Self-reflection associated with improved late-life cognition and brain health

Summary: A person’s ability to self-reflect is linked to cognition and glucose metabolism later in life, according to a new study. Those who engaged more in self-reflection had improved cognition, better overall brain health, and increased glucose metabolism later in life.

Source: UCL

Self-reflection is positively linked to late-life cognition, as well as glucose metabolism, a marker of brain health, according to a new study led by UCL researchers.

The authors of the new study, published in neurologysay that older adults who engage in self-reflection may have a lower risk of dementia.

Lead Author, Ph.D. Student Harriet Demnitz-King (UCL Psychiatry) says: “There is growing evidence that positive psychological factors such as purpose in life and conscientiousness can reduce the risk of dementia.

Finding more ways to reduce the risk of dementia is an urgent priority, so we hope that improving self-reflection skills could be a useful tool to help people stay cognitively healthy as they age.”

“Anyone can engage in self-reflection and potentially increase self-reflection, as it is not dependent on physical health or socioeconomic factors.”

The study used cross-sectional data (rather than reporting study intervention outcomes) from two clinical trials, Age-Well and SCD-Well, which enrolled a total of 259 participants with a mean age of 69 and 73, respectively. They answered questions about reflecting, measuring how often they think about their thoughts and feelings, and trying to understand their thoughts and feelings.

The researchers found that people who engaged more in self-reflection had better cognition and improved glucose metabolism, as shown by brain imaging. The researchers found no link to amyloid deposition, the buildup of harmful brain proteins associated with Alzheimer’s disease.

Previous research has shown that self-reflection skills can be improved with a recently tested psychological intervention, and the researchers say such a program could be useful for people at risk of dementia.

Harriet Demnitz-King explained: “Other studies have found that a self-reflective thinking style leads to a more adaptive stress response, with evidence even showing improvements in inflammatory responses to stress and better cardiovascular health, so self-reflection could potentially improve our resilience to cognitive decline.” .”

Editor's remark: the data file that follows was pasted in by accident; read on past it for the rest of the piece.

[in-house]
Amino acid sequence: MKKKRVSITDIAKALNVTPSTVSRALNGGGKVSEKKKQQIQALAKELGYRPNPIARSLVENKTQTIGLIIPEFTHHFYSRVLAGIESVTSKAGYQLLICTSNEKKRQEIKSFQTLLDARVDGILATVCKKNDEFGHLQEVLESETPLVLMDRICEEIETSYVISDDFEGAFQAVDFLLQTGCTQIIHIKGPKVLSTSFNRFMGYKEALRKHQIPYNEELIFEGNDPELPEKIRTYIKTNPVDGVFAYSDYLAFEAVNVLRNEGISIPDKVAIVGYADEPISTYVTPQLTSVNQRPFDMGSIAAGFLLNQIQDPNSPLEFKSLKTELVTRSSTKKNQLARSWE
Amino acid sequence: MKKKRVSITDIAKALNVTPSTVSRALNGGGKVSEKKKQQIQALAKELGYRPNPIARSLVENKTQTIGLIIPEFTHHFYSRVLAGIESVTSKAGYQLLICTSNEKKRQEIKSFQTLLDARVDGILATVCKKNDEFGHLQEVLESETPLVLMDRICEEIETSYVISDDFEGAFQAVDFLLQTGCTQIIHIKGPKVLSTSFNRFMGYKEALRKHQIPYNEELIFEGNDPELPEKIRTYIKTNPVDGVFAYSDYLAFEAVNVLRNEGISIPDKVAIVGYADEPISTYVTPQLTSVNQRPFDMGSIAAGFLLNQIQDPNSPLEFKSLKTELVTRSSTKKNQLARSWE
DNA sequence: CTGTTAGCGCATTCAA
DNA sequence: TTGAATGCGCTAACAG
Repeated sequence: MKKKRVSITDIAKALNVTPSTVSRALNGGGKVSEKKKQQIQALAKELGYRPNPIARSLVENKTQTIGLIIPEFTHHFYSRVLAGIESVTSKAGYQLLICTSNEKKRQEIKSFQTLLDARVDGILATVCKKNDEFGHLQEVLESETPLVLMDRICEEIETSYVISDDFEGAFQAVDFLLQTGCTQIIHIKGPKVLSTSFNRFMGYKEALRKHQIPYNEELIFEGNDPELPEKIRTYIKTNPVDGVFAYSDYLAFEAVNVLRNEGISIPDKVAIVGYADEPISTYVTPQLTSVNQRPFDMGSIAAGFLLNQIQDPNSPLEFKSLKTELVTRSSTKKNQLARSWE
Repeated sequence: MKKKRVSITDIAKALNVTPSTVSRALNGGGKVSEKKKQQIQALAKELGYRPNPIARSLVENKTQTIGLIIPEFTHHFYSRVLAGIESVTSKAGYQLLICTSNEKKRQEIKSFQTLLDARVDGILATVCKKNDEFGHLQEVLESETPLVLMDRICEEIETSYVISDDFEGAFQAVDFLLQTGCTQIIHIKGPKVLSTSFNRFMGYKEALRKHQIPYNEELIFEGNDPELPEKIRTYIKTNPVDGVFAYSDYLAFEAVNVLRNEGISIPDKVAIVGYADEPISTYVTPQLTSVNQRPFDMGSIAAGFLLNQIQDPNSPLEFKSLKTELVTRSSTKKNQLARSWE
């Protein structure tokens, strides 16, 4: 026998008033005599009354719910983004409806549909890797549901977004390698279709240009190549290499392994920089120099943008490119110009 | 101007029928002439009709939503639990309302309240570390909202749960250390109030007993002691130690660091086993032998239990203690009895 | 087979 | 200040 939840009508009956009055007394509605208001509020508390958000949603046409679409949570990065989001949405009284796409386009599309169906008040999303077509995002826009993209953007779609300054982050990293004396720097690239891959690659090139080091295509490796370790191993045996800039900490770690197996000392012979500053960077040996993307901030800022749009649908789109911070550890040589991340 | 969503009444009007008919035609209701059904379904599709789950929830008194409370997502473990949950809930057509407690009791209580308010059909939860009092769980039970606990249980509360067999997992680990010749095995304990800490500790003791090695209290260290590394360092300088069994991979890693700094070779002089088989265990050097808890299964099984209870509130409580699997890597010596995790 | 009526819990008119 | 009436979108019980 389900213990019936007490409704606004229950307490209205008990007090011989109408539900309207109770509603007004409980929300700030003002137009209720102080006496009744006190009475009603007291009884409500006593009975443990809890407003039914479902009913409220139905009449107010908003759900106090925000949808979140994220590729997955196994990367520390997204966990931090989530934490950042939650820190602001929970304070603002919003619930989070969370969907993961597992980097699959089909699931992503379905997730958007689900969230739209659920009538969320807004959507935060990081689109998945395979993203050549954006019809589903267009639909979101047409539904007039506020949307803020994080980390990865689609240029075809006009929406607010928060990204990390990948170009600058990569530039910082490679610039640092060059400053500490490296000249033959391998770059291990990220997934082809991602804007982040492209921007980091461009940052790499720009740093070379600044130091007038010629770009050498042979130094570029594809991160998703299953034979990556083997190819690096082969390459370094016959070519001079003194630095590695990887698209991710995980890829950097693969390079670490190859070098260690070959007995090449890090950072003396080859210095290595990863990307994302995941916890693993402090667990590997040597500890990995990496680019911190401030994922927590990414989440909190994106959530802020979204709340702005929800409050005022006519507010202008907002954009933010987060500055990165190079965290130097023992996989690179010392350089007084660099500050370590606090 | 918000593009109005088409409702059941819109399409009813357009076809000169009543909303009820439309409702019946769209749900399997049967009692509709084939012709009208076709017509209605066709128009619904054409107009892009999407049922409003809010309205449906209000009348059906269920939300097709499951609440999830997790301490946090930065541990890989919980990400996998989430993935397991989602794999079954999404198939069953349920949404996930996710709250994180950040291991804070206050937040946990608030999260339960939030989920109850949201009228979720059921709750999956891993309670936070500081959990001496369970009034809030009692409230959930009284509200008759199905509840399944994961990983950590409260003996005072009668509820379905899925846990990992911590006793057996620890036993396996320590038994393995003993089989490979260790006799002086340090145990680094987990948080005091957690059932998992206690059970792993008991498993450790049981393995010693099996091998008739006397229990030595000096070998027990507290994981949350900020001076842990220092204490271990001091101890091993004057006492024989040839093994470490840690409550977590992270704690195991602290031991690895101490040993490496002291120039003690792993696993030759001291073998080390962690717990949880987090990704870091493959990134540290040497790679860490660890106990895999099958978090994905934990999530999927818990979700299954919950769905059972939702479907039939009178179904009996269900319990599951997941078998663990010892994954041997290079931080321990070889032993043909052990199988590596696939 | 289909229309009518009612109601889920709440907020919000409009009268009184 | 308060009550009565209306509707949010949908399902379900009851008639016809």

They warn that while their results suggest engaging in self-reflection helps preserve cognition, they cannot rule out that it may instead be that people with better cognition are also better able to self-reflect to reflect, and that more longitudinal research is needed to determine the direction of causation.

Lead Author Dr. Natalie Marchant (UCL Psychiatry) says: “In the absence of disease-modifying treatments, it is important that we find ways to prevent dementia; By finding out what factors make dementia or cognitive decline more or less likely, we may be able to develop ways to target those factors and reduce the risk of dementia.”

“Self-reflection has also been linked to other benefits, such as: B. recovery from depression and better cardiovascular health. Even if we can’t confirm exactly how it might affect cognitive decline, there is other evidence supporting its general benefits.”

This shows a head and a question mark
The researchers found that people who engaged more in self-reflection had better cognition and improved glucose metabolism, as shown by brain imaging. The image is in the public domain

Previous studies by Dr. Marchant have found that repetitive negative thinking can increase Alzheimer’s risk, while mindfulness may help improve cognition in older adults.

dr Richard Oakley, Associate Research Director of the Alzheimer’s Society, commented: “In this study, researchers have shown for the first time that self-reflection – thinking about one’s thoughts, feelings and behaviors – is associated with better brain function in areas of the brain from which known to be affected by dementia.”